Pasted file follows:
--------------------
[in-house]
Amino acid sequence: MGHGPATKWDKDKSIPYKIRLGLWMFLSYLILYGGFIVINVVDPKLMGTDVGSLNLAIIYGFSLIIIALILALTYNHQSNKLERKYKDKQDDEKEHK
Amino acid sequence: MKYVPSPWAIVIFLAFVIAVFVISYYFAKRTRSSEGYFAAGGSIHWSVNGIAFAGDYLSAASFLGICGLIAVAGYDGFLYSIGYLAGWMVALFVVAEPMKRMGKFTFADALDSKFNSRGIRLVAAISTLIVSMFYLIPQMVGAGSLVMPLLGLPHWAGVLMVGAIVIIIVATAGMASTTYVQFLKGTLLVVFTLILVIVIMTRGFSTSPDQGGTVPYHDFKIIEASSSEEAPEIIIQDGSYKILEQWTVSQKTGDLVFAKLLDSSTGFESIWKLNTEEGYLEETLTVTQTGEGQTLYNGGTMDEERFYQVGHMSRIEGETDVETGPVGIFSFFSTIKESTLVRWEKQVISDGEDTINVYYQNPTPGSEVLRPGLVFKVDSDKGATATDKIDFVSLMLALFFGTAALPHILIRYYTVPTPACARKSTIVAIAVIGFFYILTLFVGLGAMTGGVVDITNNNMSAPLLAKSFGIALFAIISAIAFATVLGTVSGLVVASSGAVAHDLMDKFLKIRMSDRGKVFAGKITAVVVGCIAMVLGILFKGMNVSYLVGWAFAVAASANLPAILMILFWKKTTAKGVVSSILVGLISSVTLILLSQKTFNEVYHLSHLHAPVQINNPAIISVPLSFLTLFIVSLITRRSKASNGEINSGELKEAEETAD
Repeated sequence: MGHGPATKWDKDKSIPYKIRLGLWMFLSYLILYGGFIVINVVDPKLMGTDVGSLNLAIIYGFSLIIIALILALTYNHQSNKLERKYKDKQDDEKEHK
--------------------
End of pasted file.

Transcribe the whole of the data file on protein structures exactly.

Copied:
[in-house]
Amino acid sequence: MGHGPATKWDKDKSIPYKIRLGLWMFLSYLILYGGFIVINVVDPKLMGTDVGSLNLAIIYGFSLIIIALILALTYNHQSNKLERKYKDKQDDEKEHK
Amino acid sequence: MKYVPSPWAIVIFLAFVIAVFVISYYFAKRTRSSEGYFAAGGSIHWSVNGIAFAGDYLSAASFLGICGLIAVAGYDGFLYSIGYLAGWMVALFVVAEPMKRMGKFTFADALDSKFNSRGIRLVAAISTLIVSMFYLIPQMVGAGSLVMPLLGLPHWAGVLMVGAIVIIIVATAGMASTTYVQFLKGTLLVVFTLILVIVIMTRGFSTSPDQGGTVPYHDFKIIEASSSEEAPEIIIQDGSYKILEQWTVSQKTGDLVFAKLLDSSTGFESIWKLNTEEGYLEETLTVTQTGEGQTLYNGGTMDEERFYQVGHMSRIEGETDVETGPVGIFSFFSTIKESTLVRWEKQVISDGEDTINVYYQNPTPGSEVLRPGLVFKVDSDKGATATDKIDFVSLMLALFFGTAALPHILIRYYTVPTPACARKSTIVAIAVIGFFYILTLFVGLGAMTGGVVDITNNNMSAPLLAKSFGIALFAIISAIAFATVLGTVSGLVVASSGAVAHDLMDKFLKIRMSDRGKVFAGKITAVVVGCIAMVLGILFKGMNVSYLVGWAFAVAASANLPAILMILFWKKTTAKGVVSSILVGLISSVTLILLSQKTFNEVYHLSHLHAPVQINNPAIISVPLSFLTLFIVSLITRRSKASNGEINSGELKEAEETAD
Repeated sequence: MGHGPATKWDKDKSIPYKIRLGLWMFLSYLILYGGFIVINVVDPKLMGTDVGSLNLAIIYGFSLIIIALILALTYNHQSNKLERKYKDKQDDEKEHK